Ending with an
My name is on a U.S. security watch
October 27, 2004
No doubt about it: I am being
monitored by the Department of Homeland Security.
I have been stopped, searched and interrogated 3 out of the 4
times that I have passed through US borders in the past four months.
What started as a "routine and random check" two months
ago at JFK airport in New York turned into individual interrogations,
a two-officer escort from an airplane, and an active file with
name on it.
Hard not to get paranoid. Last night I waited 15 minutes before
entering my building because there was a cop standing outside.
I am currently on one of "The Lists." There are quite
a few lists at the moment, and apparently they contain a mish-mash
of names. That includes any person whose family name ends with
an "i"; any man whose first name has any combinations
of the three letters "HMD" having to do with the word
Arabic (Ahmad, Hamid, Hamed, Mohammad, Mahmood ... ), and such
dangerous public figures as Cat Stevens and Senator Edward Kennedy.
I fall in List Number One: Esmaeli. As in: from the family of
I was first identified as a risk to national security a month
ago when I arrived after a six-week stay in Europe. One look at
my US passport and the passport control guy led me to the JFK airport
security office. I was let go after my passport and NY State driver's
license were taken and copied, and two phone calls were made about
Round two was the trip out of JFK two weeks ago. This time the
Air France employee at the gate put four "S"'s on my
boarding pass and asked me to go get inspected. I told the woman
who was escorting me to the inspection point that I think I am
being profiled. She looked and sounded genuinely embarrassed, and
then earnestly added that I should probably get used to it.
So I was searched, de-shoed and undressed as much as decently
possible in public. The guy even put his hand under my shirt. But
it was all good-natured. I asked him if he found anything other
than a fist full of hair, and he laughed uncomfortably. The only
nastiness came from one of the French employees of Air France.
But that's normal. Anyone who has ever dealt with French bureaucracy
knows how getting trapped in a compromised situation gives ample
opportunity to their petit-bureaucrats to make digs and jabs
that they think they can get away with. When I lived in France
an American Refugee Travel Document, I had to stand in various
French gendarmeries, immigration centers and airports and take
their nastiness with little ability to respond.
Now that I am no longer 'under-status'-ed, there was no
reason to accept any BS, so I gave the woman at Air France a piece
of my mind and complained to her superior officer before getting
on the plane. It's probably not a good time or place to unload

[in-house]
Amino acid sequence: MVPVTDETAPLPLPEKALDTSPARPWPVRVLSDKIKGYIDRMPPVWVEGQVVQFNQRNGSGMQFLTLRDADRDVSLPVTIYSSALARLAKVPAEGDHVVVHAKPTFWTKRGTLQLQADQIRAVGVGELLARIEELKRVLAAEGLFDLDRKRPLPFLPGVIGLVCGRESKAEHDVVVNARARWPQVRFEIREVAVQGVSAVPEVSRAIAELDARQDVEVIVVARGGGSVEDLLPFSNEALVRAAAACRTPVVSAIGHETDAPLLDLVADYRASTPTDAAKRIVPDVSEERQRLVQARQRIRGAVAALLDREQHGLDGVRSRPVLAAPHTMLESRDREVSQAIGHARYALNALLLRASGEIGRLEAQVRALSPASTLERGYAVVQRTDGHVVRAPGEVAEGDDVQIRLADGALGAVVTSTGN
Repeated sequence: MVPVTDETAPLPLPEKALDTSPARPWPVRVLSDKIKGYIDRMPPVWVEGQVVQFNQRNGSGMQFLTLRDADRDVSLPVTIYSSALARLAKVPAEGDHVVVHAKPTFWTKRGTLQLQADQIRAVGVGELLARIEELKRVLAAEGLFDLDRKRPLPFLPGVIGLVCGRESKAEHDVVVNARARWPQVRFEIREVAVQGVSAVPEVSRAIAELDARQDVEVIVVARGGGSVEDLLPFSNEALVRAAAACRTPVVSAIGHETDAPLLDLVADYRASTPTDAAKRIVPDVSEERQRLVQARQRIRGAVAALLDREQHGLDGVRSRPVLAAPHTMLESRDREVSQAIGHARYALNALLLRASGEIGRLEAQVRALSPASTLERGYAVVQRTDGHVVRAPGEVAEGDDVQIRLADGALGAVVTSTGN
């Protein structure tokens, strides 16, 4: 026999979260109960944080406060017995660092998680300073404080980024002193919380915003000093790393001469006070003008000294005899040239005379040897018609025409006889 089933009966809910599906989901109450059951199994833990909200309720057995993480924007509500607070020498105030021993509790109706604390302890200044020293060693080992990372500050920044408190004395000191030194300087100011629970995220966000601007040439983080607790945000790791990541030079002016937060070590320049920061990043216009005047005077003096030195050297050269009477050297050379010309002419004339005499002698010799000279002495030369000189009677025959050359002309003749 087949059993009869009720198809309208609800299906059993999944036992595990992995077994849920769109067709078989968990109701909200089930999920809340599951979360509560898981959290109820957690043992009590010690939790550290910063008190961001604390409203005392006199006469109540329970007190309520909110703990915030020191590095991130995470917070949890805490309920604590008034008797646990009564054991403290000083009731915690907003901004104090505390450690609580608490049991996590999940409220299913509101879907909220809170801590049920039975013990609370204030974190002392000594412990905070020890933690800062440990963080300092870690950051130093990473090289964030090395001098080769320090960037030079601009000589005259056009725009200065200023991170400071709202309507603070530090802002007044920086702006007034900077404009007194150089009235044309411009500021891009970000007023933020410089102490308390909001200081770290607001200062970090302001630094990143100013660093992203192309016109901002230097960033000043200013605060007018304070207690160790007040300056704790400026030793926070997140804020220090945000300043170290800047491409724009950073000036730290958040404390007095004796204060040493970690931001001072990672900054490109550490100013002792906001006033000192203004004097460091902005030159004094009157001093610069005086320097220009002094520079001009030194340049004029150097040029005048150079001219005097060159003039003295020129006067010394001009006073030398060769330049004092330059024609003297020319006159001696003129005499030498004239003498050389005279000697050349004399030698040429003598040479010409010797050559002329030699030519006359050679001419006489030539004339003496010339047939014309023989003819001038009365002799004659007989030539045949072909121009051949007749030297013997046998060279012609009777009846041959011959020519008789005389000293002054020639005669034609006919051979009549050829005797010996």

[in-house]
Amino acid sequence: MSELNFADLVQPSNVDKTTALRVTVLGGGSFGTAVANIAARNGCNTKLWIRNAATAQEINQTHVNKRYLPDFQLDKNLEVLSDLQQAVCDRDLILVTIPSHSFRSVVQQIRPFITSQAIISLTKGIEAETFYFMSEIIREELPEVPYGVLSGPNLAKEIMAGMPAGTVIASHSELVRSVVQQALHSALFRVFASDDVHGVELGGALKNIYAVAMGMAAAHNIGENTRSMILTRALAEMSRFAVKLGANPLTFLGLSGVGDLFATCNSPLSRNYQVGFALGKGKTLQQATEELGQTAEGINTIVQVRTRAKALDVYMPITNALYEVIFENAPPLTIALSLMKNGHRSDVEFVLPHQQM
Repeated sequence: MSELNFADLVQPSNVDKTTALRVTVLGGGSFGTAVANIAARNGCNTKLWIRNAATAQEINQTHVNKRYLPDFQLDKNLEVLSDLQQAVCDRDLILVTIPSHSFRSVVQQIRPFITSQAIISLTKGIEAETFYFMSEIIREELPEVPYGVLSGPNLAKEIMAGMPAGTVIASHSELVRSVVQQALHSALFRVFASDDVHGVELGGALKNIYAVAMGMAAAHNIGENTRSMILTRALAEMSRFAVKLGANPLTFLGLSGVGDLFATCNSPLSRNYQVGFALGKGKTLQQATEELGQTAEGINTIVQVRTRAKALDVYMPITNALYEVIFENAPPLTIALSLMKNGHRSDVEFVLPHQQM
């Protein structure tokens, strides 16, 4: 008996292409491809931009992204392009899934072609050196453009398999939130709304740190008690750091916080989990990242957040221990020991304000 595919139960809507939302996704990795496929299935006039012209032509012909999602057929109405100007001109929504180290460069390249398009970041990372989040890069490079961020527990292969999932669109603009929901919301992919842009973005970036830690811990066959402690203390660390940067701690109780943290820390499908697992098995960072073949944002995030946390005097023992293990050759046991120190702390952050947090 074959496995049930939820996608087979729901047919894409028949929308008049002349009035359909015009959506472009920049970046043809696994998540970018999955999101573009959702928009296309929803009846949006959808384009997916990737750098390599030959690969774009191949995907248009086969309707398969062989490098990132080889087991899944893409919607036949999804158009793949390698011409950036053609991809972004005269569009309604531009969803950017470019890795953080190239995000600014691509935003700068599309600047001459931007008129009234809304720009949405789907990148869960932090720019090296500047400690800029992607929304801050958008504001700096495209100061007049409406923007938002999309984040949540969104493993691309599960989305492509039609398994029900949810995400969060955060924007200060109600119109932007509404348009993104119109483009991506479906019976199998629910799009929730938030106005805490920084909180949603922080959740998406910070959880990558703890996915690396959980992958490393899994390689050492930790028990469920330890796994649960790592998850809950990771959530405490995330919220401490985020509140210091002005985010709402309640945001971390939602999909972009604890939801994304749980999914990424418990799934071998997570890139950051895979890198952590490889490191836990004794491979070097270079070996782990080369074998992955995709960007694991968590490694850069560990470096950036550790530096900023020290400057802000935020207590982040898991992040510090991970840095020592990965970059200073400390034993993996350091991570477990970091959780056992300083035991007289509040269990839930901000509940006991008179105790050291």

resentments stewing from 'Junior Year Abroad', but it felt
good and 15 years too late. I got off to Paris and then Prague
with no other incident.
On the way back to New York last Wednesday, they didn't wait
for me to make it to the gate at Charles de Gaulle. They called
my name on the loudspeakers of the airport. Waiting for the interrogator
at the gate, I saw the roster of passengers sitting on the desk
and the words "no fly" handwritten next to my name.
But after another round of questions from a member of the airport
security and an interview with the International Air Security Agency,
I was allowed on the plane.
On the plane, the captain announced the rules for international
travel. For the sake of security, no more than three people could
wait in the aisles around the bathrooms. Furthermore, you could
only relieve yourself in the bathroom of your own class. I am not
sure if this was because of MY presence on the plane, or because
this last leg of the trip was on a US carrier rather than Air France.
In any case, we land in JFK with no incident of over-congregation
or the crossing of class barriers for the bathroom. Before deplaning,
the captain made an announcement that airport security has requested
for all passengers to show their passports on their way out of
At this point, I am still not aware of the nature of
the problem and my role in the afternoon's theatrics. But it
becomes clear that there is nothing routine about all this when
officers at the airplane door escort me away without finishing
with the rest of the passengers. One of them has a fax paper
with my name and information on it.
"Is that my name on that piece of paper?
"Excuse me, officer, why do you have a piece of paper with
my name on it?"
"I'd like to know why my name is in the hands of a police
officer. Can you tell me, please?"
And he just mumbles something in the vicinity of 'routine'
and 'just doing my job' and I just got more angry.
I am still not aware of the seriousness of the events until the
two officers bring me over to the two plain-clothed federal agents
waiting outside the security office. They are nervous and clumsy
enough for me to see the folder with my name on it. I inquire where
I could obtain a copy, a request which they dumbfoundedly ignore.